Take a look at this Journal of Technology in Behavioral Science (JTiBS) article examining the impact of social comparison and Facebook addiction on mental health outcomes.  This recently published study by Lourdes Salaum Casingcasing and colleagues hypothesized that addiction and social comparison would be predictive of negative mental health outcomes and higher social networking site (SNS) usage.


Use of social networking sites, including Facebook, has shown continued growth with approximately 3.8 billion users. However, SNS use has also been found to be associated with a number of mental health concerns and unhealthy habits, making SNS use similar to other forms of addiction.  Researchers suggest that extended online access due to instant messaging and push notifications, “fear of missing out”, and higher social identity have been connected with greater SNS use.

With the increasing use of SNS, research has suggested associations with negative mental health outcomes, such as depression and loneliness.  Studies have suggested that increased addictive use of Facebook increased feelings of depression.

In addition, some research has suggested that social comparison, specifically upward (i.e., comparing oneself to someone more fortunate), for individuals with greater Facebook use may be associated with greater depressive symptoms.

Researchers also note that passive participation (e.g., reading information and browsing) on SNS is also associated with higher levels of depression.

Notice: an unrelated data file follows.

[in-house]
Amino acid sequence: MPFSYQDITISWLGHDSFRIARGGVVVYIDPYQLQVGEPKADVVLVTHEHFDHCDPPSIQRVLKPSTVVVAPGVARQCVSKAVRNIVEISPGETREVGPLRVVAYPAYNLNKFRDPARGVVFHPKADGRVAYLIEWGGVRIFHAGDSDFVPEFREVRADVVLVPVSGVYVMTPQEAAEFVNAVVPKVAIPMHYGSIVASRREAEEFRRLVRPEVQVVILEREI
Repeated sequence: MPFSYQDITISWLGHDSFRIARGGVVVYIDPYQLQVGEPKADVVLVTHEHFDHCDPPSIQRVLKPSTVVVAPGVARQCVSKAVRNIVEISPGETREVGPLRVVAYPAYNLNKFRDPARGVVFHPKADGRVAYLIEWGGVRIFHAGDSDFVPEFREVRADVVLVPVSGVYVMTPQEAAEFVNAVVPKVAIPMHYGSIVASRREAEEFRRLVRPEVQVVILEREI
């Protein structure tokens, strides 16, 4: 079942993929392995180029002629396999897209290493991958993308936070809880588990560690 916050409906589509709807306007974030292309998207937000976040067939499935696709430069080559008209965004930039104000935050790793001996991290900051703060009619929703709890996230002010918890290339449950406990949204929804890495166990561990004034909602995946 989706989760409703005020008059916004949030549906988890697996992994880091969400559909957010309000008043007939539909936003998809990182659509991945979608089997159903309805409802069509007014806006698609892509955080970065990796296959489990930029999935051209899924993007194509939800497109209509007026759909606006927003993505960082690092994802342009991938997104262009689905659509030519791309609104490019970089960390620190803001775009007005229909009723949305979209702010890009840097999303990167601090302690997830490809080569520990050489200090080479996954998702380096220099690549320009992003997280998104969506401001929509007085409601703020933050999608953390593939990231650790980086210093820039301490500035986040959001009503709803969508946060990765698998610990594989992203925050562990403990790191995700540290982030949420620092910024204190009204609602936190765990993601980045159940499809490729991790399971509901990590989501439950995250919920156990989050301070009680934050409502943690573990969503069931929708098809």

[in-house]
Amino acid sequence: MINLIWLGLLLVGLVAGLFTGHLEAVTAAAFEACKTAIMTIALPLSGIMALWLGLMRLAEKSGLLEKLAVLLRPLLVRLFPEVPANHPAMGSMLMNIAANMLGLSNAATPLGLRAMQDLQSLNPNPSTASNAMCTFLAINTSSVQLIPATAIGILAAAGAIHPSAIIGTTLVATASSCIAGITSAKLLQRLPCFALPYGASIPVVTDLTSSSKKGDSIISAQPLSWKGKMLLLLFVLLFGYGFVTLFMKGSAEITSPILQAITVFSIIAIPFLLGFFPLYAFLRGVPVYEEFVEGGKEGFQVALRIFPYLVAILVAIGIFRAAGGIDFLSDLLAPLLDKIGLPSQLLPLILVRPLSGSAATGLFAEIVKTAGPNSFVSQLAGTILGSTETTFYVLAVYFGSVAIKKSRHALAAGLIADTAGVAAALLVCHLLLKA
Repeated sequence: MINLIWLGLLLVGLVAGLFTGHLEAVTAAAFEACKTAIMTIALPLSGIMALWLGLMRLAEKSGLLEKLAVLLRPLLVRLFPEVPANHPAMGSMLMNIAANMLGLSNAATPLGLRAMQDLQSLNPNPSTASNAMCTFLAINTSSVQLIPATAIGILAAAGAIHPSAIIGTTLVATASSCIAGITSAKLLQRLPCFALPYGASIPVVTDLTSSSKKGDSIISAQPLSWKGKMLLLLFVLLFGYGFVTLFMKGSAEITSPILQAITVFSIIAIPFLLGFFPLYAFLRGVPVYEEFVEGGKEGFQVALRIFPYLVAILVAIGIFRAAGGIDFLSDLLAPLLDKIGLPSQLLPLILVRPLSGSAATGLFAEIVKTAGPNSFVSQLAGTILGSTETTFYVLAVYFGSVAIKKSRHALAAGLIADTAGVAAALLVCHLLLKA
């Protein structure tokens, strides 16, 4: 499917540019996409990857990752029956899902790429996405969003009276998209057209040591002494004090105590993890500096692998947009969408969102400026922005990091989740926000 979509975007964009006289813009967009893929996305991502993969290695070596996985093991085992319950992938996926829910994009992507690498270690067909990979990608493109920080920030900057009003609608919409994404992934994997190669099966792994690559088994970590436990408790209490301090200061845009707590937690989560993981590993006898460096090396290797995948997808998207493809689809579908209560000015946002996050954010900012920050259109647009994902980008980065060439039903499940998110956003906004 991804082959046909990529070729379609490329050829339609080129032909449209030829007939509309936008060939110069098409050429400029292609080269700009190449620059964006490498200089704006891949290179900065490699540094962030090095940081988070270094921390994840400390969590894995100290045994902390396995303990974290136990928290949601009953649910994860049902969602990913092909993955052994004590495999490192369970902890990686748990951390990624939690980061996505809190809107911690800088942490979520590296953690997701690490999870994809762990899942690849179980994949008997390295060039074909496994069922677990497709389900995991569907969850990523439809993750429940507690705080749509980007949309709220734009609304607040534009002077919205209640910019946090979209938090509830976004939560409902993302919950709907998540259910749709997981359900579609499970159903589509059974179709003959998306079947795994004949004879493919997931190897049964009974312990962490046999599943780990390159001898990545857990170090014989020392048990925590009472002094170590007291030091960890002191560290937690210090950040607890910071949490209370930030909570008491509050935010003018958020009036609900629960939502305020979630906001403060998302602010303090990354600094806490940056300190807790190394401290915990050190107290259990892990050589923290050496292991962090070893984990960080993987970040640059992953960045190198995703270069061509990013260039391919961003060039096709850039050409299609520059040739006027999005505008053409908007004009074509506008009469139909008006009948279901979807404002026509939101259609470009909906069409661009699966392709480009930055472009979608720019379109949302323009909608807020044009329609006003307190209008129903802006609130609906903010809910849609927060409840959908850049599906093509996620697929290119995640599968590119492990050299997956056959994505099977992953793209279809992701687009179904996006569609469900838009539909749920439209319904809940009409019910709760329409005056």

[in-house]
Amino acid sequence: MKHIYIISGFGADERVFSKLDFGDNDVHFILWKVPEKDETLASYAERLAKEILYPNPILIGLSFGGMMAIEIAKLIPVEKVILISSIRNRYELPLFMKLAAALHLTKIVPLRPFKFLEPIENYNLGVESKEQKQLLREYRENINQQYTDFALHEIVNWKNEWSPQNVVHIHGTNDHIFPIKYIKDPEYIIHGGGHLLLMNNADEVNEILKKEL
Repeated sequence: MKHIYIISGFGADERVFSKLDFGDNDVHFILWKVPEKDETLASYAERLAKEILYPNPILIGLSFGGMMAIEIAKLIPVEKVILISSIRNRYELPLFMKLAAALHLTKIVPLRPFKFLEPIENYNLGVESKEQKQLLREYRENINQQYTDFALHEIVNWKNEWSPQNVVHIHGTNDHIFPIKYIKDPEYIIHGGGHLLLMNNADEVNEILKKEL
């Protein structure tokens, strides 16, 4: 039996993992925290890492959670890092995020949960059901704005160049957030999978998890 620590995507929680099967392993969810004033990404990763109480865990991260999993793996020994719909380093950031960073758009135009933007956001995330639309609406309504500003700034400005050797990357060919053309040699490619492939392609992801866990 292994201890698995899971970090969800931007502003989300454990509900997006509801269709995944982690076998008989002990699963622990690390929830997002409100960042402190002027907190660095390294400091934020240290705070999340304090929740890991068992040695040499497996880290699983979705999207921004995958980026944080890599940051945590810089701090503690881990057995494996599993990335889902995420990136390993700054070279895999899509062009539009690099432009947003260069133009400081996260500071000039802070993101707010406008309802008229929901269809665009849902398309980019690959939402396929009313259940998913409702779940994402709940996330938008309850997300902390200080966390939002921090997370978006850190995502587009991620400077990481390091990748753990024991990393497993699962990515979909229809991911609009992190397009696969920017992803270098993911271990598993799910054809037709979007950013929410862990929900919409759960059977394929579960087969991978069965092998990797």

The study aimed to explore Facebook addiction, social comparison, and types of SNS use to determine if these factors were predictive of negative mental health outcomes and higher SNS use.


The study included survey responses from 280 students at British universities with data analyzed using structural equation modeling. The survey included measures of active and passive SNS use, Facebook addiction, loneliness, social comparison, and depression.

Study Hypotheses included:

  1. Social comparison will predict loneliness, depression, and both active/passive SNS use
  2. Facebook addiction will predict loneliness, depression, and both active/passage SNS use
  3. Loneliness and depression show a positive association


Results demonstrated that Facebook addiction was a significant predictor of depression, loneliness, and active and passive SNS usage.  Additionally, social comparison significantly predicted the level of depression experienced.  Results from the SEM model suggest that the hypothesized associations between variables were strong.


Consistent with the study hypotheses, researchers found a higher level of Facebook addiction was associated with heightened loneliness and depression and higher rates of both active and passive SNS use. Social comparison also was significantly correlated with Facebook addictions and predicted levels of depression.  The study suggests adverse effects of SNS use and gives more context into the individuals that may be more likely to display negative impacts.  Researchers encourage further exploration of the amount of time spent on SNS and measuring “fear of missing out”, as these areas may give further clarity to understand the predictive nature on depression symptoms.

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